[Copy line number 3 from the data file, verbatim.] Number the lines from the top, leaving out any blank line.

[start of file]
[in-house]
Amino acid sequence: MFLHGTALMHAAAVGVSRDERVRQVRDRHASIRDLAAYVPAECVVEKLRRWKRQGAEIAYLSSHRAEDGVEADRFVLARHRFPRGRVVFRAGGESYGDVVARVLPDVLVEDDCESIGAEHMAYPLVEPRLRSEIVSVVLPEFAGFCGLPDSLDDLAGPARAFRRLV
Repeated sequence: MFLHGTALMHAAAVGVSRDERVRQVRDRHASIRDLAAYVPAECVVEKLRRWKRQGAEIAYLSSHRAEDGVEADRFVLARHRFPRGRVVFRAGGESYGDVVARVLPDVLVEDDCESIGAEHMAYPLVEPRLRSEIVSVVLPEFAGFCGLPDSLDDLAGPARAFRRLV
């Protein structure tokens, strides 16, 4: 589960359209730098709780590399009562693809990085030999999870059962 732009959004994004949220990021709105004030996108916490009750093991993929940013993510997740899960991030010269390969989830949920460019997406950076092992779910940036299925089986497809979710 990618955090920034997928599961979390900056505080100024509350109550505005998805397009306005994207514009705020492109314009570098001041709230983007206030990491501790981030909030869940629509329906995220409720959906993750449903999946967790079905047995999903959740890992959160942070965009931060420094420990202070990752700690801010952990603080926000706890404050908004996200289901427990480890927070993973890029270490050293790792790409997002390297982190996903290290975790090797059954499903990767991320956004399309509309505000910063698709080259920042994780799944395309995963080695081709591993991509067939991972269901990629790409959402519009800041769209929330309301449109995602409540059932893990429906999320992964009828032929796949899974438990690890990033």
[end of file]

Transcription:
Repeated sequence: MFLHGTALMHAAAVGVSRDERVRQVRDRHASIRDLAAYVPAECVVEKLRRWKRQGAEIAYLSSHRAEDGVEADRFVLARHRFPRGRVVFRAGGESYGDVVARVLPDVLVEDDCESIGAEHMAYPLVEPRLRSEIVSVVLPEFAGFCGLPDSLDDLAGPARAFRRLV